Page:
Second type Opacity : Opacity in the glow of essential darkness: a conservative or fundamentalist cognitive attitude of credulity towards the contents of semi-propositional beliefs.
These are cases when one has the cognitive attitude of ‘wariness’ about the ‘advisability’ of attempting to ‘understand’, i.e., to critically apply one’s rational faculty to modify the partially opaque content of the semi-propositional belief in order to clarify it (in the hope of turning it into a fully propositional belief). A prime case is, of course, provided by ‘religious’ beliefs such as Dan’s (justifiably favourite) example (7):
The Father, the Son, and the Holy Ghost are one.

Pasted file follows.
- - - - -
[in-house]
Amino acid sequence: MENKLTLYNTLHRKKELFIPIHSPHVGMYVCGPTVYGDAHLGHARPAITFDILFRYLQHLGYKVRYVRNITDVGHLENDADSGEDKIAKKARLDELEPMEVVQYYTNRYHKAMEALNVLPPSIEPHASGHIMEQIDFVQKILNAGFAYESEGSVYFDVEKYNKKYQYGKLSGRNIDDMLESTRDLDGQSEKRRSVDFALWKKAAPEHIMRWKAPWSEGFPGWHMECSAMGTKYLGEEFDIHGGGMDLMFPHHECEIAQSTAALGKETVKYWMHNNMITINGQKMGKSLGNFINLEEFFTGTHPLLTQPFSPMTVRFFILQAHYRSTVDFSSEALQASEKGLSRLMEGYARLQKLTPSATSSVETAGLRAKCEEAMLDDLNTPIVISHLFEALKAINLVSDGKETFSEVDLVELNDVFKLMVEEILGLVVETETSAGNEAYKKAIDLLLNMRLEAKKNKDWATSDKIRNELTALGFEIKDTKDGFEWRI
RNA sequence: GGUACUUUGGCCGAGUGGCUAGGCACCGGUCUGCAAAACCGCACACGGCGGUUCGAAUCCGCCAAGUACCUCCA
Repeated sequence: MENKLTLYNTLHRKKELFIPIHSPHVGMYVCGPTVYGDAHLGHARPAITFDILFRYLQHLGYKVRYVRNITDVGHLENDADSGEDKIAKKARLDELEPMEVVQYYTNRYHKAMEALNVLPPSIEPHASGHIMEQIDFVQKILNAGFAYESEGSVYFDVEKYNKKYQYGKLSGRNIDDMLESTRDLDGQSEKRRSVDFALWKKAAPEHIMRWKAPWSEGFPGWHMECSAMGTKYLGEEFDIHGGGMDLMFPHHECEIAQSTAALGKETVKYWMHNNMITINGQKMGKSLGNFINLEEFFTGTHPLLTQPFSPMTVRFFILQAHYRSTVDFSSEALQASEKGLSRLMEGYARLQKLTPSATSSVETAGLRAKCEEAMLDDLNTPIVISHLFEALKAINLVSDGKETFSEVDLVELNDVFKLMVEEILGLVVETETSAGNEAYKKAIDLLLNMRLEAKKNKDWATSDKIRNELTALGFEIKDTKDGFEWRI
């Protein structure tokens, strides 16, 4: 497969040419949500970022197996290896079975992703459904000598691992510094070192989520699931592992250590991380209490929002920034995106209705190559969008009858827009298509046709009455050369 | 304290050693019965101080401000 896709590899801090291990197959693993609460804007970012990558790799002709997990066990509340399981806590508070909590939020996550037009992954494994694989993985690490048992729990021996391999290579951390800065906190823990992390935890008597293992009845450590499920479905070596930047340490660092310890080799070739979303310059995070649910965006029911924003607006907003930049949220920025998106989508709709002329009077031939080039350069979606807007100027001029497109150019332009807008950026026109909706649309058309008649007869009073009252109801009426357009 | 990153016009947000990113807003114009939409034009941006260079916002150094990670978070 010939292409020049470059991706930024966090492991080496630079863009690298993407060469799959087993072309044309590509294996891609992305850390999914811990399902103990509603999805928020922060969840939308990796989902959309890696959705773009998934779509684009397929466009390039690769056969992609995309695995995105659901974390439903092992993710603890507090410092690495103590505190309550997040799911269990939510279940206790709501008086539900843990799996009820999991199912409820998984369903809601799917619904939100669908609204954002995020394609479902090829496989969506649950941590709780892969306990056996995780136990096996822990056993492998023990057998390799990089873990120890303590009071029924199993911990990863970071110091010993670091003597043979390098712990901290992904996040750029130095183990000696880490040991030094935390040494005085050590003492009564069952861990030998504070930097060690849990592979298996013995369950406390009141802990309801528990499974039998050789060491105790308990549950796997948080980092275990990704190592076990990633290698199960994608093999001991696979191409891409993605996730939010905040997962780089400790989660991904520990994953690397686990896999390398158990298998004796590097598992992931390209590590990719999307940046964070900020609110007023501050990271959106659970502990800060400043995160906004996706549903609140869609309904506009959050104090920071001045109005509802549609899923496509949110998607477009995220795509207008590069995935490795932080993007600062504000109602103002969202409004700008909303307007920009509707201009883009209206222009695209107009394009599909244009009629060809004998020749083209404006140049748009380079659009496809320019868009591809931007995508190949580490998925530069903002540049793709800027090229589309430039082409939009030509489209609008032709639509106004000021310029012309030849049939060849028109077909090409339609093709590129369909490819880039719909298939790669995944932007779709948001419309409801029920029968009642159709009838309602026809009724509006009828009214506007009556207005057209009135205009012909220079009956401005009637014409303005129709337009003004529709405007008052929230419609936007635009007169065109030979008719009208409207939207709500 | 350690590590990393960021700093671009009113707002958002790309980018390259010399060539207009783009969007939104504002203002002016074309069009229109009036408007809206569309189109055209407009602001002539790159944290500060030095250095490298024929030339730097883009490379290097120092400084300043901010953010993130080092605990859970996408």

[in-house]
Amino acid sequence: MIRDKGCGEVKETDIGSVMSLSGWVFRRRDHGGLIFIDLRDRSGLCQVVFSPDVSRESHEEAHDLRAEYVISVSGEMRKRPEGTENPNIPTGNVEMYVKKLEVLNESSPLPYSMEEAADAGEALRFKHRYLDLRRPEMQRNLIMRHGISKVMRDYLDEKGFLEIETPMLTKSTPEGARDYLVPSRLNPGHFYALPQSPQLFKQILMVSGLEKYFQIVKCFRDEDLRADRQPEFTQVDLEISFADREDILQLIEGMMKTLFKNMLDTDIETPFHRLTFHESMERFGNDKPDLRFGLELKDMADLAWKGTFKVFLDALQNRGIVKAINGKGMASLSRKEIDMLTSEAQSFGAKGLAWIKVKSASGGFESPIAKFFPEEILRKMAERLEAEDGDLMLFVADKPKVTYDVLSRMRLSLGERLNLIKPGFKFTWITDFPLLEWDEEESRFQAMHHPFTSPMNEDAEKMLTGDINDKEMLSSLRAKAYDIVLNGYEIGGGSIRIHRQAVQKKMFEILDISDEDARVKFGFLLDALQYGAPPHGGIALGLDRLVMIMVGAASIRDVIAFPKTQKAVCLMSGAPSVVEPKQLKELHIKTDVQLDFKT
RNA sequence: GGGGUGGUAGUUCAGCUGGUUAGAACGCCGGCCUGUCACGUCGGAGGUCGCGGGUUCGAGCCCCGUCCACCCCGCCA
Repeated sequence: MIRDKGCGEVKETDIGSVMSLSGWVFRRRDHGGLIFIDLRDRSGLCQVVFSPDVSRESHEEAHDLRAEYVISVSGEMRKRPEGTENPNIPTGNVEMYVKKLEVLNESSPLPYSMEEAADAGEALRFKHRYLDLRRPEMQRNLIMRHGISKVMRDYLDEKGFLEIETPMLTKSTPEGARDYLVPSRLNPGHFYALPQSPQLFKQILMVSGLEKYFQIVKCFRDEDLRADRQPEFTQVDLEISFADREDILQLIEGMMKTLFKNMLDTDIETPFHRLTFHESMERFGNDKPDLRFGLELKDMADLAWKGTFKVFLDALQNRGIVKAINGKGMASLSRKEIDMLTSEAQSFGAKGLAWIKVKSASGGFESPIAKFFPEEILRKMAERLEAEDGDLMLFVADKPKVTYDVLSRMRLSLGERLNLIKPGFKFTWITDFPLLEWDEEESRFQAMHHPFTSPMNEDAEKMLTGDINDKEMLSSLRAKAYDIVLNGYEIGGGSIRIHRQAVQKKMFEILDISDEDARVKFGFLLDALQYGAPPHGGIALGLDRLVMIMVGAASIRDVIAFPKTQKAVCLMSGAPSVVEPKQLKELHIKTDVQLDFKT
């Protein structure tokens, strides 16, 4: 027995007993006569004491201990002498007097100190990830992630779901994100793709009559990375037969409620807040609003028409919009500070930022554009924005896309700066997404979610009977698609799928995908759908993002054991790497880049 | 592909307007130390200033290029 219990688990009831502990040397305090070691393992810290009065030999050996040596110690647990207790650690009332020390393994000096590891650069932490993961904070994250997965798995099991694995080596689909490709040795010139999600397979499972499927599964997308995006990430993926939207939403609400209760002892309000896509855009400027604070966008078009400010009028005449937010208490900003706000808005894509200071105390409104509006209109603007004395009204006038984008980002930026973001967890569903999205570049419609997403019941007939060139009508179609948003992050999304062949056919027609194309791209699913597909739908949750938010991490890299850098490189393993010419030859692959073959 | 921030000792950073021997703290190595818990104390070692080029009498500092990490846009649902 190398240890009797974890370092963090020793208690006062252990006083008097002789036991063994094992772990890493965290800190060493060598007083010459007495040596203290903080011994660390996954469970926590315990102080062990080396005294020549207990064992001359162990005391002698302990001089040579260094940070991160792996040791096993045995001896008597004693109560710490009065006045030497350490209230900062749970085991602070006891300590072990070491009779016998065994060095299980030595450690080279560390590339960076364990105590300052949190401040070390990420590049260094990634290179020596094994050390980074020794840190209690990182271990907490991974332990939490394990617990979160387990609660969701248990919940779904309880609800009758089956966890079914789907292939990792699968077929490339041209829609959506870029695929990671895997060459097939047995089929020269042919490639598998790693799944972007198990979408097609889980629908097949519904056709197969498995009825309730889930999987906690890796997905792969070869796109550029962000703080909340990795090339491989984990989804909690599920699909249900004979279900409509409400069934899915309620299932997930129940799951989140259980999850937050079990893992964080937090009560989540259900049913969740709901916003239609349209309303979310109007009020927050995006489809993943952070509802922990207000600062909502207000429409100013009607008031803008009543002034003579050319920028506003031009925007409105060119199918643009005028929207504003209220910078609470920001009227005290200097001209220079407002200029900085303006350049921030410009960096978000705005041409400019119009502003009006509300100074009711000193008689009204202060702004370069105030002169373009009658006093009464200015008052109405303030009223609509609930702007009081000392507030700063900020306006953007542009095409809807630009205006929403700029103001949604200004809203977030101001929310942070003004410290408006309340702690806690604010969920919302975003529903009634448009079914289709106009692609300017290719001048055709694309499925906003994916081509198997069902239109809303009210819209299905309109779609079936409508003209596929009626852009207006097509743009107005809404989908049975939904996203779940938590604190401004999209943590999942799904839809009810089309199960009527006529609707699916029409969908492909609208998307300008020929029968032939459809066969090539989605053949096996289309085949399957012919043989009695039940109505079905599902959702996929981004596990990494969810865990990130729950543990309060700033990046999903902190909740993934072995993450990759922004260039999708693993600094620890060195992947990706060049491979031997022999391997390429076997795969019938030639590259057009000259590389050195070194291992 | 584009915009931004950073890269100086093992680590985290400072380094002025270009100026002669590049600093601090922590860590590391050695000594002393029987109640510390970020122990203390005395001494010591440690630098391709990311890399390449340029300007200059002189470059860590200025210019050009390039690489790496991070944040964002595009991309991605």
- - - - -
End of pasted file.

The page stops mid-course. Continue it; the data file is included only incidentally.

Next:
The cognitive attitude of ‘wariness’ towards attempting to rationally clarify or modify the opaque content of such reflective beliefs seems to suggest that the cognitive attitude towards such belief contents does not involve a ‘presumption of full propositionality of content’. Rather, the attitude reflects the (tacit) understanding that this kind of opacity is essential and/or socially constituted: that it is ‘public or shared opacity’ that should not be fiddled with (as the belief functions only as long as its opacity is shared, reserved, and respected by all). To the degree that this kind of opacity of content is indeed socially constituted and shared, to change and modify its opaque content by any one individual holding the belief would endanger the sharedness (and consequent functionality) of the opaque belief. Such individual attempts at cognitive clarification of this kind of opacity would run the risk of dissolving the glue of shared knowledge (however opaque) that constitutes the content of the reflective belief. In other words, one’s justificatory criterion of deference is one’s (opaque) belief that one’s opaque understanding of the belief is ‘opaque in the same way’ as others’ opaque understanding of it. As if there would be a social contract about the opacity of the shared belief whose functioning is being threatened by enlightened individual attempts at modifying semi-propositional opacity to achieve full propositional clarity.